Economy Versus Environment

The environment and the economy often have much to do with each other. Many people disagree with greening technology because they see it as a temporary dampener of the economy by hindering growth. Whichever side of the fence you may be on with this issue, there are many cases where the economy and the environment are often at odds.

In one particular case, the Aral Sea is drying up, and due mainly to economic reasons, the world’s leaders are at odds with finding solutions.

According to a recent AP story (http://abcnews.go.com/International/wireStory?id=10281215), one of the greatest seas in the world has shrunk up to ninety percent. Back in the days of the Cold War, the USSR diverted rivers from the sea in order to help crop production in others areas of the desert. This began the drying of the sea, and it continued until today, when sand is much of what is left of the Aral Sea.

However, is restoring the sea just as easy as redirecting the water back into it?

Disputes over the use of water in the region have slowed the restoration process. Dam projects in Tajikistan “severely reduce the amount of water flowing into Uzbekistan”, but diverting power away from the projects could cost millions in clean energy. On top of that Tajikistan leaders also see the dam as a means to increasing their own economy. However, while leaders squabble over whose right it is to use the water, the Aral Sea continues to dry up.

It’s another example of the economy versus environment problems, and unfortunately it is not as easy as putting the water back to where it originally flowed. People now rely on the redirected water for survival.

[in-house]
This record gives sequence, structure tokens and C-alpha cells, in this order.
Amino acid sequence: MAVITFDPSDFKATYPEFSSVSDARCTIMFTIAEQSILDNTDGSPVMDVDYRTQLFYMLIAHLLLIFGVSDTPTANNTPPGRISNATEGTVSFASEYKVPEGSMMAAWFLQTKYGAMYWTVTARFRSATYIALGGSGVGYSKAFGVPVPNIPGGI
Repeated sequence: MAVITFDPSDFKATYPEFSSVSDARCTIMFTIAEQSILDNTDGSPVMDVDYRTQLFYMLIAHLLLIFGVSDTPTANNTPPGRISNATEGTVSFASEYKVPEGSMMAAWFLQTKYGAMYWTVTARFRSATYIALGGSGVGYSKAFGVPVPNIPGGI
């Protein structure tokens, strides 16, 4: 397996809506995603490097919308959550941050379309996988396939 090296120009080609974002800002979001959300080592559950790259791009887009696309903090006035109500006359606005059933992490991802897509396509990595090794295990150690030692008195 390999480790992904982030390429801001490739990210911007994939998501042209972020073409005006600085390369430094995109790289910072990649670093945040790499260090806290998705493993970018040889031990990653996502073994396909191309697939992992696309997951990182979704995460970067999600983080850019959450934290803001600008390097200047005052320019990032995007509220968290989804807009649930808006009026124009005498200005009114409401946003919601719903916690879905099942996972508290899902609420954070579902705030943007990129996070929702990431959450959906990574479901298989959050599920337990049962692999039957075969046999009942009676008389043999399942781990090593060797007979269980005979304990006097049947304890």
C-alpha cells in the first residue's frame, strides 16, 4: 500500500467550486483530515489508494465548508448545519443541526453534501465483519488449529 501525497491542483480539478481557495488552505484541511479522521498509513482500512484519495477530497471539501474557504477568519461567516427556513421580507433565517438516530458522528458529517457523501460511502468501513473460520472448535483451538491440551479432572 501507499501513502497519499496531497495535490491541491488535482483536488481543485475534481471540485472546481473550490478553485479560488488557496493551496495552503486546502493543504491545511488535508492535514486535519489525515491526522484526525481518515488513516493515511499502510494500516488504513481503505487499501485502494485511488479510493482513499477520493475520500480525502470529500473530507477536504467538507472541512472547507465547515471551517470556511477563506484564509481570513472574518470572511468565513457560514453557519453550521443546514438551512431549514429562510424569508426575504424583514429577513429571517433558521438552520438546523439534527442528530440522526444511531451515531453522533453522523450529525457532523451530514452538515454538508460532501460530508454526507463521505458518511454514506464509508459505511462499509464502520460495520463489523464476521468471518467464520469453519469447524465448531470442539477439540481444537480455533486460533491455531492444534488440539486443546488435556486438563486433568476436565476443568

It is clearly a conflict of interest, and humanity needs to decide where it draws the line for certain decisions. However, when other peoples’ lives may depend on those decisions, the solutions become shaky.

“I urge all the leaders … to sit down together and try to find the solutions,” UN Secretary-General Ban Ki-moon said of this situation, calling it, “one of the worst disasters, environmental disasters of the world.”

Chris Buchheit

Chris Buchheit

Chris Buchheit was born under the hot Floridian sun during some year in the 1980s. There he studied school matters until moving to North Carolina in 1999. Possibly due to the fact that his mom had enough of him being inside all the time, he quickly got involved in community affairs via the Boy Scouts of America, where he learned the values of citizenship, morality, duty to God and country, and that the biggest kids get to boss around the smaller ones. Chris attained the rank of Eagle Scout in 2004, and still values the rank as one of his proudest achievements. Beginning in 2006, Chris began attending the University of North Carolina at Chapel Hill, where he quickly learned the value of basketball and poplar trees. Since attending UNC, Chris has been double majoring in Asian Studies, with a concentration in Chinese, and Political Science. When he isn’t slaving over his honors thesis, looking up a bunch of Chinese Characters, volunteering, or mindlessly browsing the same websites over and over, Chris enjoys writing short stories and novels. Much to his roommates’ annoyance, he also spends his free time learning to play the guitar. Above all else, though, Chris values God, his family, and his friends. For the future, Chris plans to apply to Georgetown to further his studies in Political Science, hopefully with a concentration on China. Pending acceptance into Georgetown, Chris would like to study while gaining professional experience in a government job in Washington DC.
Chris Buchheit

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